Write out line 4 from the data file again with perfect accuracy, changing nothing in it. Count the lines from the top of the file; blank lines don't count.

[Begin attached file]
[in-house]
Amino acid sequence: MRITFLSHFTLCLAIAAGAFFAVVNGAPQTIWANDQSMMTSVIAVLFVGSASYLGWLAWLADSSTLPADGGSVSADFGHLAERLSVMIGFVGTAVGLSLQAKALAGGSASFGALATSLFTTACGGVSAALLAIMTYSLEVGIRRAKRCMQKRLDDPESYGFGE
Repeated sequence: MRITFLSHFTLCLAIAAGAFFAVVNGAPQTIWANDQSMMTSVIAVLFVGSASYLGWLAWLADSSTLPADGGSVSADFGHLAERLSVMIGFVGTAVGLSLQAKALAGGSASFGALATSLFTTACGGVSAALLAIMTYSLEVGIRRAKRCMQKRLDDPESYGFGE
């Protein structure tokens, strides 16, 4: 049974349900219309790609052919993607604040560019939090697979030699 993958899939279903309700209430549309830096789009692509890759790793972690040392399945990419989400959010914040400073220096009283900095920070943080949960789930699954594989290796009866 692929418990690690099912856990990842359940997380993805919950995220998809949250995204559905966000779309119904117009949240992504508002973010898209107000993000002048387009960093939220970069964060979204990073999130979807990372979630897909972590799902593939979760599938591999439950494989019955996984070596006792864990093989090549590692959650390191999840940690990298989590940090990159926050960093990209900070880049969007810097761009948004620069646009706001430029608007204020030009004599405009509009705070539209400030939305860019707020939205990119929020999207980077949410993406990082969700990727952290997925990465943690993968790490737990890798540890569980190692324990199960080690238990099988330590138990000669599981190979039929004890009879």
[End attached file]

């Protein structure tokens, strides 16, 4: 049974349900219309790609052919993607604040560019939090697979030699 993958899939279903309700209430549309830096789009692509890759790793972690040392399945990419989400959010914040400073220096009283900095920070943080949960789930699954594989290796009866 692929418990690690099912856990990842359940997380993805919950995220998809949250995204559905966000779309119904117009949240992504508002973010898209107000993000002048387009960093939220970069964060979204990073999130979807990372979630897909972590799902593939979760599938591999439950494989019955996984070596006792864990093989090549590692959650390191999840940690990298989590940090990159926050960093990209900070880049969007810097761009948004620069646009706001430029608007204020030009004599405009509009705070539209400030939305860019707020939205990119929020999207980077949410993406990082969700990727952290997925990465943690993968790490737990890798540890569980190692324990199960080690238990099988330590138990000669599981190979039929004890009879």